He however disclosed that the bill, when passed will address the continued negligence on the part of DisCos to speedily respond to electricity distribution complaints and replace any faulty electricity apparatus, as well as ensure that when consumers undertakes such tasks, they are adequately reimbursed and compensated.
Mr. Ayeni Akinola, the Manager, External Communication and Media Relations for Ikeja Electric Plc, in an exclusive chat with EnergyDay, disclosed that it is not the statutory responsibility of the electricity customers to buy transformers for themselves.
He said, “Ikeja Electric buys transformers for its customers. Some of these issues arise most times because we are the largest power distribution network in the country, serving over 700,000 registered customers within the Lagos mainland and some parts of Ogun State.
“We cover the whole of six business units, some of which include Ikorodu Business Unit (Ikorodu, Agbowa, Epe and other areas); Somolu Business Unit (Somolu, Ketu, Ojota, Bariga, Ilaje, Mile 12, Ikosi and others); Akowonjo Business Unit (Alimosho area), Abule Egba (Ojodu, Alagbole, Akute, Ishaga up to Ijoko) Ikeja Business Unit (Ikeja, Ogba, Allen, GRA), then Oshodi Business Unit (Oshodi, Isolo, Amowo Odofin, Okota, Oke Alfa, Egan). So many transformers serve these areas.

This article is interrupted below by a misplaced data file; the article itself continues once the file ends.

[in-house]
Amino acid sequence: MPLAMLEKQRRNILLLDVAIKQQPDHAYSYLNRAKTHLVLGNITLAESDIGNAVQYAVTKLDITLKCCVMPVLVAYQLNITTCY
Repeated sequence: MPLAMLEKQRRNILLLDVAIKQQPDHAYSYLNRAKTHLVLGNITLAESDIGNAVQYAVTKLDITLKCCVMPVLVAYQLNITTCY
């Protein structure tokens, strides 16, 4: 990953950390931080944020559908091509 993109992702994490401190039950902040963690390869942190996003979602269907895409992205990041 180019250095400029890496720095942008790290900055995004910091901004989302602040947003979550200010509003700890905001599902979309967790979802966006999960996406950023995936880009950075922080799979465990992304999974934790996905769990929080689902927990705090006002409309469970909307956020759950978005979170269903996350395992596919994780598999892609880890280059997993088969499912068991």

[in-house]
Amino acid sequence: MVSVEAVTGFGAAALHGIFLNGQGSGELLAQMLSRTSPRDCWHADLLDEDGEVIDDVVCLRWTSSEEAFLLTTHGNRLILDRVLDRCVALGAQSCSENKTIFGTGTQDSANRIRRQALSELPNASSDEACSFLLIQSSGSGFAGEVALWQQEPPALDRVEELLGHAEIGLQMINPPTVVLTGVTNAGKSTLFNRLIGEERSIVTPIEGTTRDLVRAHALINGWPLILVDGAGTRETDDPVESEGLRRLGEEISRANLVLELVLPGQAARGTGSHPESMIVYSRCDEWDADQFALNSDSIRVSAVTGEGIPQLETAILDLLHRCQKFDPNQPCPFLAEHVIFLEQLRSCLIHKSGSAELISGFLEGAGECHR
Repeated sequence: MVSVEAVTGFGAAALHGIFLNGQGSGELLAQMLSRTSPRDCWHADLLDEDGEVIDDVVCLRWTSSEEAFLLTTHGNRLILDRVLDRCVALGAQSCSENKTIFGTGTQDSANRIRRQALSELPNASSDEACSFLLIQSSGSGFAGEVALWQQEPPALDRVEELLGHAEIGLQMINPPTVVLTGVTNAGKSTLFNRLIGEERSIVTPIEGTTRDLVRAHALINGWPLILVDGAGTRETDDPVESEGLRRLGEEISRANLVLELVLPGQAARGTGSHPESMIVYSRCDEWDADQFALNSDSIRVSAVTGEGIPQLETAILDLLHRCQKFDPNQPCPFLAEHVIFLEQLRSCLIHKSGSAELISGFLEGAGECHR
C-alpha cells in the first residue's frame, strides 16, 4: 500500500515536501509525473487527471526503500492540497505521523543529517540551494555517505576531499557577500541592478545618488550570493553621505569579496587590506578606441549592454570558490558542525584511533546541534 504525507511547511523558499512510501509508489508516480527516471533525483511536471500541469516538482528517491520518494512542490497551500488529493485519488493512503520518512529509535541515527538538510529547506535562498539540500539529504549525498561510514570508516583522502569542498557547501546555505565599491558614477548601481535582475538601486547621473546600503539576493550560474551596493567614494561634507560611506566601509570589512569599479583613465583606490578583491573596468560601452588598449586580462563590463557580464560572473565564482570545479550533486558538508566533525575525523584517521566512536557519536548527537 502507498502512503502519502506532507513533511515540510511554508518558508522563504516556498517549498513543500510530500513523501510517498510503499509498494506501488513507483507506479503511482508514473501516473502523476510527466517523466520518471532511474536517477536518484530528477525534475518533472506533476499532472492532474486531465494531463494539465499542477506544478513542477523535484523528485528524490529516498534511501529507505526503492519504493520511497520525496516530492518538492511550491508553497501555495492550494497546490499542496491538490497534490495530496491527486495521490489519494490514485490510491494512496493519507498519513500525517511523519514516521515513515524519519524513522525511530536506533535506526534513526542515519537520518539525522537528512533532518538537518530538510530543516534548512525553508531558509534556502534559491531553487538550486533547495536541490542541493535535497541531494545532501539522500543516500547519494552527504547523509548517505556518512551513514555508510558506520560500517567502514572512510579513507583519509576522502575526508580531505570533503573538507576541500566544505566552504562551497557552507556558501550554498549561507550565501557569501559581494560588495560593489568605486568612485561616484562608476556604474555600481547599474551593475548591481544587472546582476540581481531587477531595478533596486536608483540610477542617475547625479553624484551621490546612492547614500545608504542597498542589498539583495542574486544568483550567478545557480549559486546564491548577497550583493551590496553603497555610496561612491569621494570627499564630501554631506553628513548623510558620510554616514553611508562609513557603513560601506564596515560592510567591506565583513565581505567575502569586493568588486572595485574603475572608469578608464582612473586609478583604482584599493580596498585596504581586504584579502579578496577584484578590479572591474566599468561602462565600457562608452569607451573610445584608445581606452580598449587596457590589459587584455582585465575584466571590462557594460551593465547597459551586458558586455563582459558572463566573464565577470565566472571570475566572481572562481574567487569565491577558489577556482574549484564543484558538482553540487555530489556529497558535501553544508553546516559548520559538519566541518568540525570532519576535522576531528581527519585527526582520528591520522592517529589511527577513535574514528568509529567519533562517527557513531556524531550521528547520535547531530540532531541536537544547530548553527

“Every day our customers complain about transformers, aluminum conductors, reinforcement of the network, metering and other issues, all at the same time. There is no way we can attend to all of these responsibilities at the same time. If there are about ten different requests for transformers, what we usually do is to attend to, at least, five in that particular month and the rest are being attended to, as soon as we have resources to cater for that. We do this so that we can attend to other logistic issues and repairs.